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A governorate is an administrative division of a state. It is headed by a governor. As English-speaking nations tend to call regions administered by governors either states or provinces, the term governorate is often used in translation from non-English-speaking administrations.


The most common usage are as a translation of Persian "Farmandari" or the Arabic Muhafazah . [1] It may also refer to the guberniya and general-gubernatorstvo of Imperial Russia or the gobiernos of Imperial Spain.

Arab countries

The term governorate is widely used in Arab countries to describe an administrative unit. Some governorates combine more than one Muhafazah ; others closely follow traditional boundaries inherited from the Ottoman Empire's vilayet system.

With the exception of Tunisia, all translations into the term governorate originate in the Arabic word muhafazah.

Russian Empire

Congress Kingdom of Poland

Grand Duchy of Finland

Portuguese Empire

In the Portuguese Empire, a governorate general (Portuguese: governo-geral) were a colonial administration. They usually were created in order to be a centralized government over smaller colonies or territories of the Portuguese Empire.

Governorate Generals of the Portuguese Empire:

Spanish Empire

In the Spanish Empire, the gobernaciones ("governorships" or "governorates") were an administrative division, roughly analogous to a province directly beneath the level of the audiencia or captaincy general, and the viceroy in areas directly under the viceroy's administration. The powers and duties of a governor were identical to a corregidor but a governor managed a larger or more prosperous area than the former.

Italian Empire


In the modern German states of Baden-Württemberg, Bavaria, Hesse, and North Rhine-Westphalia, as well as others in the past, there are sub-state administrative regions called Regierungsbezirk , which is sometimes translated into English as "governorate" or "county." [2] [3]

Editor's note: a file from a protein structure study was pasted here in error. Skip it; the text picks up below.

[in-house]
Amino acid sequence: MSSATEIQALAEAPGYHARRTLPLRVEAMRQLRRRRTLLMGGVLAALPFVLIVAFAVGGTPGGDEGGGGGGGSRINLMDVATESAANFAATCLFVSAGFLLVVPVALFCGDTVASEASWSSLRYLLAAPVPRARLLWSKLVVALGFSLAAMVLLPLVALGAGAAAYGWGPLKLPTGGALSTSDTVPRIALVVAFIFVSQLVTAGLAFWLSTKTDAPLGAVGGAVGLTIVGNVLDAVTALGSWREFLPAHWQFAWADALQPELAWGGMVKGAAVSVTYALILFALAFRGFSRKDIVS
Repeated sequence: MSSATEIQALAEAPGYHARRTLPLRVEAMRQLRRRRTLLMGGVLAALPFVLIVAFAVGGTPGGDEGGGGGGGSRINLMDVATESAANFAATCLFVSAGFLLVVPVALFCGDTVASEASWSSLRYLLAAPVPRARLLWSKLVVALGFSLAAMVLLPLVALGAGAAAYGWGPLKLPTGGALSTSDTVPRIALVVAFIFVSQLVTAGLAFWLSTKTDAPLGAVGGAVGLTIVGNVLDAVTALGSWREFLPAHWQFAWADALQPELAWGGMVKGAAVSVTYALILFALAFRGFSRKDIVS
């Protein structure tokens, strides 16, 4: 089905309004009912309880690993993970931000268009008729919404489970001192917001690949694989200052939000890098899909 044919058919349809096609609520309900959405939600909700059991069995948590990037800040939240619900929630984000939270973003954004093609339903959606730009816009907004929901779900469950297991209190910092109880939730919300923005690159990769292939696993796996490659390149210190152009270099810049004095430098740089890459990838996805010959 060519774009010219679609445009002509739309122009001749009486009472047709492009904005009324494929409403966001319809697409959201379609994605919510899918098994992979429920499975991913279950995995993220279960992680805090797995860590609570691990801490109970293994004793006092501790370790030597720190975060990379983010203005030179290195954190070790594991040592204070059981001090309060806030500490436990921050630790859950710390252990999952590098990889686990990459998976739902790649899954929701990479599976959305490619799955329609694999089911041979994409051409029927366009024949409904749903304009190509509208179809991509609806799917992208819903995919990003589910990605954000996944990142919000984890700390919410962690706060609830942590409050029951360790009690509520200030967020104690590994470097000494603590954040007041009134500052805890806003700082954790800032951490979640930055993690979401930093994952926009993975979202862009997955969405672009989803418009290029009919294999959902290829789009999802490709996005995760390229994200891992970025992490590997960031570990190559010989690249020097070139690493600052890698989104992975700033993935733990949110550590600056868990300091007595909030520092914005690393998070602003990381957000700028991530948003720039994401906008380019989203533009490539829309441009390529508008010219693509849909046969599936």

During the time of the Third Reich, a "General Government for the Occupied Polish Areas" (German: Generalgouvernement für die besetzten polnischen Gebiete) existed. The German (based on a traditional Prussian term) is sometimes translated as General Governorate.


During World War II, Romania administrated three governorates: the Bessarabia Governorate, the Bukovina Governorate and the Transnistria Governorate.


When Ukraine claimed autonomy in 1917 and then independence from Russia in 1918, it inherited the imperial subdivision of its land with nine governorates, two okruhas, and three cities with special status. Each governorate (Ukrainian huberniia) was subdivided by the smaller unit of county ( povit ) and still smaller volost .

By the end of the Soviet-Ukrainian war in 1920, the Soviets had made them part of the Ukrainian SSR. [4] Soviet Ukraine was reorganized into twelve governorates, which were reduced to nine in 1922, and then replaced with okruhas in 1925. [5]

Vatican City

Under the Fundamental Law of Vatican City State, the pope's executive authority for Vatican City is exercised by the Governorate for Vatican City State. The President of Vatican City's legislative body is ex officio the President of the Governorate. The other key officers of the Governorate are the General Secretary and the Vice General Secretary. All three officers are appointed by the pope for five-year terms. [6]

Related Research Articles

An okrug is a type of administrative division in some Slavic states. The word okrug is a loanword in English, alternatively translated as area, district, or region.

A governorate, gubernia, province, or government, was a major and principal administrative subdivision of the Russian Empire. After the empire was ended by revolution, they remained as subdivisions in Belarus, the Russian republic, Ukraine, and in the Soviet Union from its formation until 1929. The term is also translated as government, governorate, or province. A governorate was ruled by a governor, a word borrowed from Latin gubernator, in turn from Greek κυβερνήτης.

<span class="mw-page-title-main">Wilayah</span> Administrative division approximating a state or province

A wilayah is an administrative division, usually translated as "state", "province" or occasionally as "governorate". The word comes from the Arabic root "w-l-y", "to govern": a wāli—"governor"—governs a wālāya, "that which is governed". Under the Caliphate, the term referred to any constituent near-sovereign state.

<span class="mw-page-title-main">Slavo-Serbia</span>

Slavo-Serbia or Slaveno-Serbia, was a territory of Imperial Russia from 1753 to 1764. It was located by the right bank of the Donets River between the Bakhmutka River (Bahmutka) and Luhan River. This area today constitutes the territories of the present-day Luhansk Oblast and Donetsk Oblast of Ukraine. The administrative centre of Slavo-Serbia was Bakhmut (Bahmut).